The Department of History & Critical Race and Ethnic Studies has the good fortune to welcome three new faculty members for 2018-2019. These dynamic women hail from the very top programs in their respective fields and firmly establish programmatic anchors in Africa and Mexico/Latin America while enhancing our department’s global, transhistorical foci on comparative histories of gender, race, and agricultural communities. We are delighted that they have chosen UC Merced.
Dr. Maria Martin, a native of Cleveland, Ohio. She holds a PhD in African American and African Studies with a concentration in history and women’s studies from Michigan State University where she is known for her hip hop teaching methods. Dr. Martin recently returned from Nigeria, teaching in gender studies, where she previously conducted research, using oral histories and archives, that centered building an intellectual history of Nigerian women’s activism in the nationalist movement.
She is a Bill and Melinda Gates Scholarship alumna and has won several Fulbright awards in addition to receiving an honorable mention from the Ford Foundation for her research. Dr. Martin has also been a volunteer grant writer, teacher trainer, and mentor for a non-profit organization serving young girls from the inner city of Detroit, Michigan since 2012.
Romina Robles Ruvalcaba
Dr. Ruvalcaba earned her PhD in History at the University of Chicago. She studies modern Latin American history with a specialization in rural Mexico. Her work analyzes agrarian and agricultural politics among ranching societies and the impact that these have on national and transnational life. Her interest in the subject emerges from her personal formative experiences in rural Jalisco and also her passion for literature, philosophy, and critical theory.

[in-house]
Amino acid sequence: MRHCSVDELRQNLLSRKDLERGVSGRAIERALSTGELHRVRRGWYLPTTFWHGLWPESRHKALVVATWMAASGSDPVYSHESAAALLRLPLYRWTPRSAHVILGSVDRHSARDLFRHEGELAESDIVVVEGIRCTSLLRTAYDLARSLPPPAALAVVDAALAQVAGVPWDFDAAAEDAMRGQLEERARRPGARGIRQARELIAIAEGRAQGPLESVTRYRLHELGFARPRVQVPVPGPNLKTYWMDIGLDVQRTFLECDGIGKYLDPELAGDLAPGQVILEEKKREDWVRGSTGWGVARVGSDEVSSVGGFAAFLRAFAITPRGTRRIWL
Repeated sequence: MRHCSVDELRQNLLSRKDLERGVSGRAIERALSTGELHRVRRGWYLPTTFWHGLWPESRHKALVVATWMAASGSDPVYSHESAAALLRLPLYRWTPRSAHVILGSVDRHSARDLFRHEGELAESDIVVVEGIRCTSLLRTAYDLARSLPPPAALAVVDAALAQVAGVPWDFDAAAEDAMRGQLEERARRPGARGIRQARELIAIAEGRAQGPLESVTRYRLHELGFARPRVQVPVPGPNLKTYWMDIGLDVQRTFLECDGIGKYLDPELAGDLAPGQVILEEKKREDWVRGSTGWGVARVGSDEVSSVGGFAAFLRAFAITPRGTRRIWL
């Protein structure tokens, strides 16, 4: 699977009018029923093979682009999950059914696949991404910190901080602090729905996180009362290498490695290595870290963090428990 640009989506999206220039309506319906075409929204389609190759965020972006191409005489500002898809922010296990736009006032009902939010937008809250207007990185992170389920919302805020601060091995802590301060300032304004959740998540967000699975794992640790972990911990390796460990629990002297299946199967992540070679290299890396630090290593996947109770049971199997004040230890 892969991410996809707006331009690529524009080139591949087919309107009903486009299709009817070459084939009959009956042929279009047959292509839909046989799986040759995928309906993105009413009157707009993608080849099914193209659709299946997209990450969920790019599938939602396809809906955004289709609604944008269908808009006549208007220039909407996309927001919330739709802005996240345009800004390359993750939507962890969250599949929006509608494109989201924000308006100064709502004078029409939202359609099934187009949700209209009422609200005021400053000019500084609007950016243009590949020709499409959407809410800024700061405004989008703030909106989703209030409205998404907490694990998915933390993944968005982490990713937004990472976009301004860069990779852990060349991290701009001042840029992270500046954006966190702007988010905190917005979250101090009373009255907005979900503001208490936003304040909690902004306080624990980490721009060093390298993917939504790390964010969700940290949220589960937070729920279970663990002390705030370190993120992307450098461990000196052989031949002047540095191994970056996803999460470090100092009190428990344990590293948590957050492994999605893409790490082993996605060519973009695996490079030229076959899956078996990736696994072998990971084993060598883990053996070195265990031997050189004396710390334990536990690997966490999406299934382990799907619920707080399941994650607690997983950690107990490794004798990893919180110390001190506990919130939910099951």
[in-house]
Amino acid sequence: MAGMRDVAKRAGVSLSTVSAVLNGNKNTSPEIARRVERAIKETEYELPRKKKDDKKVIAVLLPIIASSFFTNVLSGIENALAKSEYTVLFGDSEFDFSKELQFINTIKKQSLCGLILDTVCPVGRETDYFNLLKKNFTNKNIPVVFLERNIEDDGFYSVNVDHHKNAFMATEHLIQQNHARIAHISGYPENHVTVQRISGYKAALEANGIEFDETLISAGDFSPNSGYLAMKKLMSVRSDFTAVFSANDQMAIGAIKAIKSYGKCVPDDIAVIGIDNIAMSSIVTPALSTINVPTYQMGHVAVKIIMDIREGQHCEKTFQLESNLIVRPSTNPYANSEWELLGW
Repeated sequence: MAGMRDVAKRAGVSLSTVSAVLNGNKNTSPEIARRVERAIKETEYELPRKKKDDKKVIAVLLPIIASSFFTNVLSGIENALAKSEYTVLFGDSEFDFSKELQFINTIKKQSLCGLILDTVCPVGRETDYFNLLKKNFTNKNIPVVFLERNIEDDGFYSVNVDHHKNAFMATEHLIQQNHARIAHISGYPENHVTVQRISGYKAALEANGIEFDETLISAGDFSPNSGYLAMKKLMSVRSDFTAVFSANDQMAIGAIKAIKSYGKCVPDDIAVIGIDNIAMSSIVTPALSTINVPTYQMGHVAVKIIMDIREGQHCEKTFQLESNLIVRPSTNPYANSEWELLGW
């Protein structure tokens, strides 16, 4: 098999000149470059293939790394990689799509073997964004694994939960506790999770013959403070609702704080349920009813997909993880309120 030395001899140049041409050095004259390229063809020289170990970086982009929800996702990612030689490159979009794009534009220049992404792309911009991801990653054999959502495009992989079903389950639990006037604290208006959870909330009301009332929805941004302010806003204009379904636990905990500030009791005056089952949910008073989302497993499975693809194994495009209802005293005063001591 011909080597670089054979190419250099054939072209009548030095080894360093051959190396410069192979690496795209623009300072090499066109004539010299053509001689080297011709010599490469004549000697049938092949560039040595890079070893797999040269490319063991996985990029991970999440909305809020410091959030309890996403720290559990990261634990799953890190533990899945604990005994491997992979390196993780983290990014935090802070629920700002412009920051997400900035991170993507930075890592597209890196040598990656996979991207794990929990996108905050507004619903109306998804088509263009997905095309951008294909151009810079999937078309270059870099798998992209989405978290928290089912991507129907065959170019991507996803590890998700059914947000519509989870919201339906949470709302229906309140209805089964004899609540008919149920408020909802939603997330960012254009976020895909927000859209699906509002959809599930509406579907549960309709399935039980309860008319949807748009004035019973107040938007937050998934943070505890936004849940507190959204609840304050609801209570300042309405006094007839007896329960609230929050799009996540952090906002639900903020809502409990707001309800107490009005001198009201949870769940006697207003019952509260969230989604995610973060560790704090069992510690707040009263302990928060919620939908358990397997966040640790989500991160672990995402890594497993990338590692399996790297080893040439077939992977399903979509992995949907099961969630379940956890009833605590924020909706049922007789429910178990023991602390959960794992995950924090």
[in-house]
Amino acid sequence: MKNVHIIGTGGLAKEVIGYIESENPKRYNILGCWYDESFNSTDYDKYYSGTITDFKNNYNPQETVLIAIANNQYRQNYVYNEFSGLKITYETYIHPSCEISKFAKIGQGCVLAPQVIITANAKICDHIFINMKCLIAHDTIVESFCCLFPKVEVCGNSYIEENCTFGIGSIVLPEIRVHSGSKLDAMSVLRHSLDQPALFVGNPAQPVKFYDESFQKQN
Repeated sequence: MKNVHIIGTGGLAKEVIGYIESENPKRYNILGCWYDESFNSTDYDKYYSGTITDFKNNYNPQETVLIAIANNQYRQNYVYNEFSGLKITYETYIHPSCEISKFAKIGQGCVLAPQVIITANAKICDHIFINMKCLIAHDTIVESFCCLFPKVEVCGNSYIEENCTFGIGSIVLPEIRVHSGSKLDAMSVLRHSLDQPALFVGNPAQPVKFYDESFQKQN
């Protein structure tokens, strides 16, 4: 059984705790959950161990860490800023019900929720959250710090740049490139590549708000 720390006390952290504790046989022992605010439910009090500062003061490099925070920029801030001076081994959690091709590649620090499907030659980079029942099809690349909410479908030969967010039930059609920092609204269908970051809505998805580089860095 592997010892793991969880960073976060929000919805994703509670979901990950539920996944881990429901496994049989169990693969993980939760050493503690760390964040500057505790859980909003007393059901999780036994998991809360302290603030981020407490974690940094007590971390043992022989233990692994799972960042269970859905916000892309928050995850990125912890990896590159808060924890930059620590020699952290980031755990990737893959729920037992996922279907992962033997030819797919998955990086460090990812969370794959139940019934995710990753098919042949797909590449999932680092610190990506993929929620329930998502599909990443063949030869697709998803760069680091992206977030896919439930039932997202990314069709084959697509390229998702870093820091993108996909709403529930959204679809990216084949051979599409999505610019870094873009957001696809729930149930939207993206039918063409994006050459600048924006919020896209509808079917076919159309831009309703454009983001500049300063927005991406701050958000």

Dr. Sabrina Smith is an Assistant Professor in History and Critical Race and Ethnic Studies. She obtained her BA in Anthropology and Spanish from UC Santa Barbara, and her MA and PhD in History at UCLA.
Dr. Smith studies colonial Latin American history, and specifically, the African-descended populations in Mexico. Her work broadly addresses the African Diaspora, slavery, and the construction of race and ethnicity in the Americas. She has a forthcoming article on transatlantic and interregional slave trading networks in New Spain, and she is working on expanding her research to include the traffic of enslaved people in Central America and South America.